The setting and monsters were also the main attraction of Carter’s breakthrough Thongor of Lemuria series, which started with The Wizard of Lemuria (Ace Books, 1965). The Robert E. Howard/Edgar Rice Burroughs hybrid series is set 500,000 years in our past on the lost continent of Lemuria and features protagonist Thongor of Valkarth battling to free humanity from the dinosaur-descended “dragon kings.” Imagine Conan the Cimmerian adventuring on Barsoom and you get the picture.
Carter could never quite shake Burroughs’ hold on his imagination—his Callisto series is his most straightforward take on sword and planet storytelling, the Green Star series adds some of the lush exoticism of A. Merritt, the Zanthodon series echoes the Pellucidar series, and The Mysteries of Mars series brings in the darker tones of Leigh Brackett and C.L. Moore.
Beyond Carter’s enthusiasm for Burroughs, his prolific and diverse body of work included Cthulhu Mythos stories, Doc Savage-style pulp (the Zarkon series), Dunsanian “Dreamland” tales (The Ikranos and Simrana cycles), fantasy/fairy tale parodies (the Terra Magica series), and even five posthumously published Oz novels!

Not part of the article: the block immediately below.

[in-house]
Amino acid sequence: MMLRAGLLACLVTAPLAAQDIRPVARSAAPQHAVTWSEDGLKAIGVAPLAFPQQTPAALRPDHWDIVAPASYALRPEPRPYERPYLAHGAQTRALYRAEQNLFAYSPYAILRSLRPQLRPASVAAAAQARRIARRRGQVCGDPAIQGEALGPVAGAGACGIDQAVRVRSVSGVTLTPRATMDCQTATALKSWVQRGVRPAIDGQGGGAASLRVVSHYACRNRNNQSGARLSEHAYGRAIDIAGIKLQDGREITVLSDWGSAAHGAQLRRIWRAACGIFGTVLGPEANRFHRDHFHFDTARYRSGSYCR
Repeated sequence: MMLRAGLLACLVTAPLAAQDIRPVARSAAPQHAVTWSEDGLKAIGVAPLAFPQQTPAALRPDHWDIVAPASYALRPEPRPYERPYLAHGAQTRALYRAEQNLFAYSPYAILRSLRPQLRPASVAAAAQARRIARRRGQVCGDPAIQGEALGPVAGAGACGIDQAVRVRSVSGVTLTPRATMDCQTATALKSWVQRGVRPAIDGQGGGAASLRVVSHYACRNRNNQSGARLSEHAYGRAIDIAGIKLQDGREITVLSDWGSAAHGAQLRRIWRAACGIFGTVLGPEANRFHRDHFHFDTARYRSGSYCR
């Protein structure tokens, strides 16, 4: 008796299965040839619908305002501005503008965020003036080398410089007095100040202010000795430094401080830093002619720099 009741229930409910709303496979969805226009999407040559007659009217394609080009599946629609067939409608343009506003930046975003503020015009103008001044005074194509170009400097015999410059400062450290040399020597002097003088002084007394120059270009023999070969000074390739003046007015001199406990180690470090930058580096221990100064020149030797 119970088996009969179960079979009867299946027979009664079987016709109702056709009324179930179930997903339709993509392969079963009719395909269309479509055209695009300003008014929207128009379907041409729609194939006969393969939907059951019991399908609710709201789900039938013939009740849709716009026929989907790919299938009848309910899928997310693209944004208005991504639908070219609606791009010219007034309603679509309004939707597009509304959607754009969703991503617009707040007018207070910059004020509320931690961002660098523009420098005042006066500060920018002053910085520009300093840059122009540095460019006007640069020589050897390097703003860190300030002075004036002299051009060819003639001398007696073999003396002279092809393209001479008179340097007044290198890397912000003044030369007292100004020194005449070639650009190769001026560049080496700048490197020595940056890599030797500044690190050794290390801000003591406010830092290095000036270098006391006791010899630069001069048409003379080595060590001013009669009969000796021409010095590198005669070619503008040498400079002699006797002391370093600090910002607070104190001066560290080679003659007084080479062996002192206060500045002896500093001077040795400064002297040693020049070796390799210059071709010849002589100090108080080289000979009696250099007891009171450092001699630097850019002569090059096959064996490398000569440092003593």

Clearly there was a lot of overlap between Gary Gygax and Lin Carter’s literary influences and it’s also interesting to note that the rough contemporaries shared many traits: they were avid world builders and cartographers, eclectically self-educated, fond of demonstrating their erudition, and were noted raconteurs.
There’s no evidence that Lin Carter was ever an active gamer, but he did find time among all of his other commitments to write the setting material for the wargaming rules Royal Armies of the Hyborean Age: A Wargamers’ Guide to the Age of Conan (1975) as well as the quasi-RPG Flash Gordon and the Warriors of Mongo (1977), both of which were published by Fantasy Games Unlimited. The gaming industry was never lucrative enough to lure Carter away from fiction writing, but it’s fun to imagine him as an RPG setting designer—he’d be an exemplar of today’s remix culture.
In the end, Lin Carter’s works never surpass the quality of his major influences such Burroughs, Robert E. Howard, H.P. Lovecraft, and Clark Ashton Smith but they’re quite entertaining in their own right and move along at a good clip. The somewhat cobbled together nature of Carter’s writing makes it easier to pull out the eminently gameable bits that would be harder to extract from more original, dramatically unified works. If you’d like to check out Lin Carter’s books, many of them are available from Wildside Press in print and ebook form and can be found on Amazon.com. Better yet, original Lin Carter paperbacks can be found on eBay for a mere $5-$10 each.